Take the risks - DARE to be happy! And so it is!

The Calculated Risks of Prayer – Part 3: We Can Become More Christlike

I’m a little long-winded this week – sorry! If it’s any consolation it was a lot longer before I did a massive edit!

I should first establish the meaning of the term “Christlike” before I get into the real meat of this discussion. For most Christians, Christlike just means being like Jesus, because the belief is that Jesus is Christ. For the purposes of this week’s blog I’d like you to think a little more outside of that concept.

In discussing the essence of being “Christlike” I am referring to a more universal Christ Consciousness. In Religious Science we do not deny Jesus his divinity, or that he embodied all that is the Christ. But, we also recognize the divinity in all people as God expressing through us. Jesus the Christ saw through all the warts and scars of people to their true essence, be that innocence or malevolence. If we can emulate that same quality, how could that be a risk? How could it possibly be a bad thing?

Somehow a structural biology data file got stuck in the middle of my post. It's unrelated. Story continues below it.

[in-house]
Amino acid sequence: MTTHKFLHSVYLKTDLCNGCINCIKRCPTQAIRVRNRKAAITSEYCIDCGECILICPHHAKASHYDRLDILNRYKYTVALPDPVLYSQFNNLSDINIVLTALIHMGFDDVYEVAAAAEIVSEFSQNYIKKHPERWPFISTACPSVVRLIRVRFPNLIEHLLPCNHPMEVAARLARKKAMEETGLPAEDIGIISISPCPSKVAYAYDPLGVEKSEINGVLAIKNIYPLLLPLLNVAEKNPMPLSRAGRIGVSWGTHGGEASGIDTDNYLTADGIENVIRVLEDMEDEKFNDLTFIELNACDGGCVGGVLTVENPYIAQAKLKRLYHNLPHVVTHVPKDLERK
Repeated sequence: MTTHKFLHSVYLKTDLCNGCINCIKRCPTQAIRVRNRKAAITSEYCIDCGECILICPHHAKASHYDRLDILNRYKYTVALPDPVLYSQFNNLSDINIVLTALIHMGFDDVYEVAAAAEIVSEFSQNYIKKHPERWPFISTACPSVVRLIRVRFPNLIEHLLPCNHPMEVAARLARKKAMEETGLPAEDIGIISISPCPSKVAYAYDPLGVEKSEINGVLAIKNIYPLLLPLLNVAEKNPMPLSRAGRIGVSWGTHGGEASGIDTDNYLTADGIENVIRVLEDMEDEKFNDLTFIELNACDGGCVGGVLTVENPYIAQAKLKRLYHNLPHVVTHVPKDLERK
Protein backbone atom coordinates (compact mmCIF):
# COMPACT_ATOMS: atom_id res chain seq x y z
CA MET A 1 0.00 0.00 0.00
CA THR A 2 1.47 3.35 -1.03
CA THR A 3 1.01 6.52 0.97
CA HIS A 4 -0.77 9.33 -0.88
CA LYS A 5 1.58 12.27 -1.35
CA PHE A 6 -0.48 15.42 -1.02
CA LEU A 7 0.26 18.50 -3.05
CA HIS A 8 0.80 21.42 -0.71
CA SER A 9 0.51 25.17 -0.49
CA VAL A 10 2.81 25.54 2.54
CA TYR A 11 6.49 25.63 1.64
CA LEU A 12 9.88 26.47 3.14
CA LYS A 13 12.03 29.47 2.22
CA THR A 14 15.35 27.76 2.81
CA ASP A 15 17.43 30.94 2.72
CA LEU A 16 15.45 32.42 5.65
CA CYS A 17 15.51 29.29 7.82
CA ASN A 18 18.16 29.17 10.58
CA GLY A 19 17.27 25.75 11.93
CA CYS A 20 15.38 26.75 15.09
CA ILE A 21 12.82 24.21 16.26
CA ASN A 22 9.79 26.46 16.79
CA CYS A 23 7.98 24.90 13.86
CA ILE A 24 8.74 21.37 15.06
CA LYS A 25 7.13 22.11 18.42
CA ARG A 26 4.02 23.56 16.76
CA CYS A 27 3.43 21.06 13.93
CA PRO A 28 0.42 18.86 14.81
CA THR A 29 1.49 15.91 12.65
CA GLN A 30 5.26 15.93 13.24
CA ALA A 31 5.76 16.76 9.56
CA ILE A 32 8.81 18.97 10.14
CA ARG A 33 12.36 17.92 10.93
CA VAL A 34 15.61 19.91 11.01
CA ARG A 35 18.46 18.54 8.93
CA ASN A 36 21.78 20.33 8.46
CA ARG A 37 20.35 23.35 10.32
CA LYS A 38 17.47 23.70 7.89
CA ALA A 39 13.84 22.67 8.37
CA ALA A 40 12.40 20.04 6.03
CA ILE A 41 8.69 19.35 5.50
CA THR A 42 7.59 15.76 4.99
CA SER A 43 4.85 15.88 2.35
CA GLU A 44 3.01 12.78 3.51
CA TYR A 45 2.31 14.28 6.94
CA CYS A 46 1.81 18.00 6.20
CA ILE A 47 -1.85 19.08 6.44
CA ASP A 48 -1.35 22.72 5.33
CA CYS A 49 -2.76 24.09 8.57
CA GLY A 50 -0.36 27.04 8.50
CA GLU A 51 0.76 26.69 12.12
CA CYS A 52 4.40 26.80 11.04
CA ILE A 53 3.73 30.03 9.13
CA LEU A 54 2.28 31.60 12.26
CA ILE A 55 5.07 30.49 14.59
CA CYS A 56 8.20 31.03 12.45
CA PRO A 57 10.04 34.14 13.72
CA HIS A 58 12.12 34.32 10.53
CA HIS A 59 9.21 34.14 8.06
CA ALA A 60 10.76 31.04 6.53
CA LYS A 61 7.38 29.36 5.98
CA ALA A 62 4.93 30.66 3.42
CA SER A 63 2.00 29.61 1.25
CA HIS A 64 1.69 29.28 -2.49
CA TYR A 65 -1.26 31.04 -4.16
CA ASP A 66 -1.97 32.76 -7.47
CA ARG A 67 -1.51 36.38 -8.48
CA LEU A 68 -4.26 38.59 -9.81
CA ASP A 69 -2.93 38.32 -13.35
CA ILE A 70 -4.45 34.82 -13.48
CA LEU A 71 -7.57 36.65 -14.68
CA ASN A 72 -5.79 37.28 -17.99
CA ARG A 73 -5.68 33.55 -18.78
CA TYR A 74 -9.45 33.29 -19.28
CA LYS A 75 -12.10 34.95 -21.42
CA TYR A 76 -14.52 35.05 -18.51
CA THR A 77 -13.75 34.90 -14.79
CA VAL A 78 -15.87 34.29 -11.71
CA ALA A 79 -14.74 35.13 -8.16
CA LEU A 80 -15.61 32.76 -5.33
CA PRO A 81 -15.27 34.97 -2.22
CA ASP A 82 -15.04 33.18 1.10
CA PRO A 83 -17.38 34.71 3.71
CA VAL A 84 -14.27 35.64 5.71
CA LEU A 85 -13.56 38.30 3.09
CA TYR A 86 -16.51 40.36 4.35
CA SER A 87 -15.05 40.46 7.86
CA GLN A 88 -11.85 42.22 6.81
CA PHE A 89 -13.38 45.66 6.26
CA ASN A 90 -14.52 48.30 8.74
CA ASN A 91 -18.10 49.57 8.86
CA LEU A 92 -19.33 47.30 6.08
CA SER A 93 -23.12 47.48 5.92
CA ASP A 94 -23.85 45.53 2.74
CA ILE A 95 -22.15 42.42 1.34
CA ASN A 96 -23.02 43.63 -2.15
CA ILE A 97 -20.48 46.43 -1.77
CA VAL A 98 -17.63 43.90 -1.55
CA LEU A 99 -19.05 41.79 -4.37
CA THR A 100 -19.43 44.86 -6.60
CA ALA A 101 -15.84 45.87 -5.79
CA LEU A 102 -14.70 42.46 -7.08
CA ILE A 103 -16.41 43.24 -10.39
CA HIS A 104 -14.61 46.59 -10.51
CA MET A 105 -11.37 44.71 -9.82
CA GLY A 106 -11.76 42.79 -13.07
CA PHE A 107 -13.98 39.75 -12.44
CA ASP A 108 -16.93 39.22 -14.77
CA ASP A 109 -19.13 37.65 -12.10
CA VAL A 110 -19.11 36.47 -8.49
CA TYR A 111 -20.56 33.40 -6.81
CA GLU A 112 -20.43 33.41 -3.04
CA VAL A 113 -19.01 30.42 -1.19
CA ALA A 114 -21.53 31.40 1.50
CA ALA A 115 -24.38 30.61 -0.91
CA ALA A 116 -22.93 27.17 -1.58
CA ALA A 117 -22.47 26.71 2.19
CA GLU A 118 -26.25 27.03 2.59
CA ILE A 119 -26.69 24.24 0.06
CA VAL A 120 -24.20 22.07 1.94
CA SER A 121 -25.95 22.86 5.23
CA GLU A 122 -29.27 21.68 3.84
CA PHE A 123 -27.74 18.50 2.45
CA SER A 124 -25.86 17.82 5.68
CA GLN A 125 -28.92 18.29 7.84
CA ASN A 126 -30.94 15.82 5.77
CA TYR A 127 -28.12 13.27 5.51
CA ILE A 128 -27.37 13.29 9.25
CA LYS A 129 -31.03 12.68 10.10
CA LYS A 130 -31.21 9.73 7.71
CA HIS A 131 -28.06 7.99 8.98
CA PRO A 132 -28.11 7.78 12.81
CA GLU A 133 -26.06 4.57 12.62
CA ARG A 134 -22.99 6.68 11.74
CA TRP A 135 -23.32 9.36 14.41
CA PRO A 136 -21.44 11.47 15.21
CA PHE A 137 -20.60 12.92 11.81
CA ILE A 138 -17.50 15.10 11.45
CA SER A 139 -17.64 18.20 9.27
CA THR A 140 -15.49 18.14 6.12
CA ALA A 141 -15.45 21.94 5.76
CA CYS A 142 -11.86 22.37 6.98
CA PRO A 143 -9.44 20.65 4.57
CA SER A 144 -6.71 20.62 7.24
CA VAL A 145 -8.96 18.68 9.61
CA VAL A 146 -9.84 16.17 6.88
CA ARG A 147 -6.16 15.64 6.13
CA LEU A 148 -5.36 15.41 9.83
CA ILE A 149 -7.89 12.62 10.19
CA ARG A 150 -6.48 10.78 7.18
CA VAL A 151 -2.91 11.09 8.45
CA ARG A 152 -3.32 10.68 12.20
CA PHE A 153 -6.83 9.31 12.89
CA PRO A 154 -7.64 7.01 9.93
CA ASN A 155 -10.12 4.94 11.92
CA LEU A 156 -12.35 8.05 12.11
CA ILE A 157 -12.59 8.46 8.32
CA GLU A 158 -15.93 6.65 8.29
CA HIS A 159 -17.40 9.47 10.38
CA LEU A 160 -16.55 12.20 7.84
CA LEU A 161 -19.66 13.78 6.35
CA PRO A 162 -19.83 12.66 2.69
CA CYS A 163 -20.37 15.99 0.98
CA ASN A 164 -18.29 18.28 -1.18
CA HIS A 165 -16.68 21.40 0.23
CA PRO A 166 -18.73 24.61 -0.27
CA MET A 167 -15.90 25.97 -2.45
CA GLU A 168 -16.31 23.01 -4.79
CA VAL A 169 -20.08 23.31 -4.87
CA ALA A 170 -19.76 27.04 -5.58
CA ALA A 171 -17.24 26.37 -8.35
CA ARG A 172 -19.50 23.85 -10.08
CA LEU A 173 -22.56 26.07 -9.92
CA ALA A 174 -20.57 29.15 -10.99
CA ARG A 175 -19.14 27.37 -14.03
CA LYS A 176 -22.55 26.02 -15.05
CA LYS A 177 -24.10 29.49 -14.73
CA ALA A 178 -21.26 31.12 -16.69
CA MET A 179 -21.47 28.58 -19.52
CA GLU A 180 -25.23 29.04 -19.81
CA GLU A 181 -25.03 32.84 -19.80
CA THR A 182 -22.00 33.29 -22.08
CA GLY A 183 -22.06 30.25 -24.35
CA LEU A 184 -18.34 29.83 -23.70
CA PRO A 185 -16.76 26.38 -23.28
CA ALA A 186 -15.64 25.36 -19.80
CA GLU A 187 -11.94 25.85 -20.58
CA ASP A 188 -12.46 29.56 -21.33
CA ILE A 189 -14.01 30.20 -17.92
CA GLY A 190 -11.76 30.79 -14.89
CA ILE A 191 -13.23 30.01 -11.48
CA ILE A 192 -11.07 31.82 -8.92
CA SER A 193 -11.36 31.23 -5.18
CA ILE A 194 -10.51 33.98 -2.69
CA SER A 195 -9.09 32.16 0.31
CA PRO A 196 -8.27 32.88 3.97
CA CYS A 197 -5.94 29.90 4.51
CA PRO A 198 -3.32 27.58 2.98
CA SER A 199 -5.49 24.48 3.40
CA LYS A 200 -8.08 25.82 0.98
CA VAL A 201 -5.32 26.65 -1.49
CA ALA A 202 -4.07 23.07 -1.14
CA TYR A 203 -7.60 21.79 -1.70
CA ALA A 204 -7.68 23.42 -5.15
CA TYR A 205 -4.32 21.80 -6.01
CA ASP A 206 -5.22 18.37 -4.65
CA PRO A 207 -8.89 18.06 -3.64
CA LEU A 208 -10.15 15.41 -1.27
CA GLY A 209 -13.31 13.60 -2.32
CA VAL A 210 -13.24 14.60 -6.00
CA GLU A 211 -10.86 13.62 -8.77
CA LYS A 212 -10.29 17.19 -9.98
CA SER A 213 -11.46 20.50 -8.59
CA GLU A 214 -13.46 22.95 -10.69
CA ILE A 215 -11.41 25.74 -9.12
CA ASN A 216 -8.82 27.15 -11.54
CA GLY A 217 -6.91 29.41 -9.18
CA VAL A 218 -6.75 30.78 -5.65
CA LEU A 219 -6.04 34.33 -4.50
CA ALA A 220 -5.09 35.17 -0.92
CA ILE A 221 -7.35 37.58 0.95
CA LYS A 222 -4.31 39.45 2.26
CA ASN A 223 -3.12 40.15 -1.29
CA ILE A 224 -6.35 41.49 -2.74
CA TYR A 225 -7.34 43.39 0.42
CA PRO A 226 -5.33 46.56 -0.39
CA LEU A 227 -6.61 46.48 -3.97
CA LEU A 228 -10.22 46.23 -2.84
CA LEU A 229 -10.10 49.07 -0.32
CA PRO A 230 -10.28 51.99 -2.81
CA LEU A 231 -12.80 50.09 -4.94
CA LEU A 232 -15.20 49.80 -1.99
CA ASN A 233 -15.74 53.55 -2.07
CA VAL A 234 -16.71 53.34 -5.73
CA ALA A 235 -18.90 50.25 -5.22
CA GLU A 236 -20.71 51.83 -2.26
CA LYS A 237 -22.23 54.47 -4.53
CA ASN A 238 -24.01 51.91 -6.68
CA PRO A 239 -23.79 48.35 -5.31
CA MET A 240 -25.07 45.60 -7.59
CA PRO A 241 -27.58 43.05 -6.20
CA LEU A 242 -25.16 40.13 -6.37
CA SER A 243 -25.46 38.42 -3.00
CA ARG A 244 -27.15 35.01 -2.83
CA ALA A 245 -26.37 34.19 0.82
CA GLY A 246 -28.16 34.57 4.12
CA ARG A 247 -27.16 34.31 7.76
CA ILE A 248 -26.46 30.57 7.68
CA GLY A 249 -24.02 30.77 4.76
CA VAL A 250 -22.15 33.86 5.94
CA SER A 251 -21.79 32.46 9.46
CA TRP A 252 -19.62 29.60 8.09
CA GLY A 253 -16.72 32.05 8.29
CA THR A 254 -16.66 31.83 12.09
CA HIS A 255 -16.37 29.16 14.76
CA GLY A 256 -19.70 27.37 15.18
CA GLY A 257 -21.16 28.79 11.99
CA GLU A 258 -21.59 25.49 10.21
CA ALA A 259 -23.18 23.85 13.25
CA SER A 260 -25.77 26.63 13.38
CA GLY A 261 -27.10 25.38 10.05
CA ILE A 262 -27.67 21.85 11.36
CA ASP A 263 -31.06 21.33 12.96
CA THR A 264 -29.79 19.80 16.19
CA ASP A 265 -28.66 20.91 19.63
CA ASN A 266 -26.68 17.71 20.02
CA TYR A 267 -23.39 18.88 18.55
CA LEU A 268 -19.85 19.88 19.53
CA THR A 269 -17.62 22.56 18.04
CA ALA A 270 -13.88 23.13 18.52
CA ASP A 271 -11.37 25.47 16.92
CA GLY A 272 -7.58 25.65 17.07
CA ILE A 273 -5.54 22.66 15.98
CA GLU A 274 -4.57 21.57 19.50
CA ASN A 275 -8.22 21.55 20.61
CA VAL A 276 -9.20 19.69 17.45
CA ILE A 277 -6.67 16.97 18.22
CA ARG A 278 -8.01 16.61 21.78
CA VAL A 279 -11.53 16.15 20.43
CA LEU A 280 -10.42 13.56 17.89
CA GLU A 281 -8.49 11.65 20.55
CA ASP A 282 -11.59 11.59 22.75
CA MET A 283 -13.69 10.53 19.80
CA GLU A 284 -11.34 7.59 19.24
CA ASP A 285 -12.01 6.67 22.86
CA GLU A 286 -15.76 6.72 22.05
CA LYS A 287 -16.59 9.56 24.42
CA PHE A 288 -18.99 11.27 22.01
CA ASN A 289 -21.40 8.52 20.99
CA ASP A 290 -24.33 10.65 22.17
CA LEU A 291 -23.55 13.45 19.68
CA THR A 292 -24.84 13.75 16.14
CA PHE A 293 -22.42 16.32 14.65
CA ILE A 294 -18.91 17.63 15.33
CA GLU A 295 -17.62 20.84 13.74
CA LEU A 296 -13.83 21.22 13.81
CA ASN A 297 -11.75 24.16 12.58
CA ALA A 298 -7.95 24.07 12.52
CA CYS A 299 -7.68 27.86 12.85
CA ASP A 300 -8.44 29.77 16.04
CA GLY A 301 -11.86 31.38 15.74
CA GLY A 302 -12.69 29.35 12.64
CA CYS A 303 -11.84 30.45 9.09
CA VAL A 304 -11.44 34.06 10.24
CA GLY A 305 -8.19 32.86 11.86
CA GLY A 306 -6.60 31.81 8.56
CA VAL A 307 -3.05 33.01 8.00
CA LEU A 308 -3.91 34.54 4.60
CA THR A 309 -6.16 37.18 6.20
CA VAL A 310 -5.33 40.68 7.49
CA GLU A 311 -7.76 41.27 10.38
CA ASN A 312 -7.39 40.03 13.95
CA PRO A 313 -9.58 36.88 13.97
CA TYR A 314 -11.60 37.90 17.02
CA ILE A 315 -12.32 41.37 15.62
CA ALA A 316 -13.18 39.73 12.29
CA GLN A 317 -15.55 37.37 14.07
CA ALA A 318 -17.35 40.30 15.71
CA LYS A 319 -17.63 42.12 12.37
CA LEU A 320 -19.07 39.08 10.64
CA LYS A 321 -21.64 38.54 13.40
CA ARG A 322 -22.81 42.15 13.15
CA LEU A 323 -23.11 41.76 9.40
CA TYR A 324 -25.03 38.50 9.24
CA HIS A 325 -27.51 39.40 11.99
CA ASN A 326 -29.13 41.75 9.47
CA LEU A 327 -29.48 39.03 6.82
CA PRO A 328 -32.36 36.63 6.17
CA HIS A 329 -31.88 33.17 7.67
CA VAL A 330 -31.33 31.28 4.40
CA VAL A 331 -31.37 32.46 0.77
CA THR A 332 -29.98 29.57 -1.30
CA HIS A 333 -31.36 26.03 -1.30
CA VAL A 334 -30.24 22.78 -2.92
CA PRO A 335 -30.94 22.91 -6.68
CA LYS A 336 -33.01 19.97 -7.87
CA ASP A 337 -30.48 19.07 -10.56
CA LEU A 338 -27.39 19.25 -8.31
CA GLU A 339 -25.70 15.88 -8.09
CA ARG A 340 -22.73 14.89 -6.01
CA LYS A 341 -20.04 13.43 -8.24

First let me say that I am not judging it good or bad. I am only saying that there is risk involved. Like with the other three risks, this risk is worth the effort. However, all too often we blindly go forward in life thinking that just because we are doing something positive with our life then everyone will support us and all will be just hunky dory.